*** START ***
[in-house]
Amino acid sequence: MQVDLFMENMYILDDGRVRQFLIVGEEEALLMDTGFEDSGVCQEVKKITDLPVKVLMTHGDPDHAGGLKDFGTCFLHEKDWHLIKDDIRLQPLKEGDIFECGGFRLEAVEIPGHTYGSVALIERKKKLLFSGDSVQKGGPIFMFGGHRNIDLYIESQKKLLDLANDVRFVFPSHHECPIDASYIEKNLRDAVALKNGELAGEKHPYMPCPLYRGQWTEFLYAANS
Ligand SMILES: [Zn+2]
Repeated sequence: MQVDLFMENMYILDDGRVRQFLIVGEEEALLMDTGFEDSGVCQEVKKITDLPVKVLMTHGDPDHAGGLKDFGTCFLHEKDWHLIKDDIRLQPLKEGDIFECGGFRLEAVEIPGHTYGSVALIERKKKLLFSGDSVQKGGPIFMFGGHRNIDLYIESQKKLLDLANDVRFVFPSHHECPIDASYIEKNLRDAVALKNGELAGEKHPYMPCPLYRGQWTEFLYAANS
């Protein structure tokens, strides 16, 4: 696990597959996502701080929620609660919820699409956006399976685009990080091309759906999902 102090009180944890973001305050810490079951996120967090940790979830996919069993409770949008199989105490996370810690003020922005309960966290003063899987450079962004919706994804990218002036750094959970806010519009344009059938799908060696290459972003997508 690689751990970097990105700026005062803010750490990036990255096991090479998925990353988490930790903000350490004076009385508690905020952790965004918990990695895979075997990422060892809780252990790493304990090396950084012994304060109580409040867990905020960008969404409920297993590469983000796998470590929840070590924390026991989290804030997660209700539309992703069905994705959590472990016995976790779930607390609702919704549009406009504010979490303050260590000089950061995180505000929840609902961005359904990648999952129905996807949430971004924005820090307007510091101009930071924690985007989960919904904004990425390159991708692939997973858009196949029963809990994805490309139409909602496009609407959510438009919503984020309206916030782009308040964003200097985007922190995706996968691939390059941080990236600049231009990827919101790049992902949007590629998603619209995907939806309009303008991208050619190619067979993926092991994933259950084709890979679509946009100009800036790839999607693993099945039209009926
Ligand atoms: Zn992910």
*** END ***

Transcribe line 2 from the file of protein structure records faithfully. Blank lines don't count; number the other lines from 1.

Amino acid sequence: MQVDLFMENMYILDDGRVRQFLIVGEEEALLMDTGFEDSGVCQEVKKITDLPVKVLMTHGDPDHAGGLKDFGTCFLHEKDWHLIKDDIRLQPLKEGDIFECGGFRLEAVEIPGHTYGSVALIERKKKLLFSGDSVQKGGPIFMFGGHRNIDLYIESQKKLLDLANDVRFVFPSHHECPIDASYIEKNLRDAVALKNGELAGEKHPYMPCPLYRGQWTEFLYAANS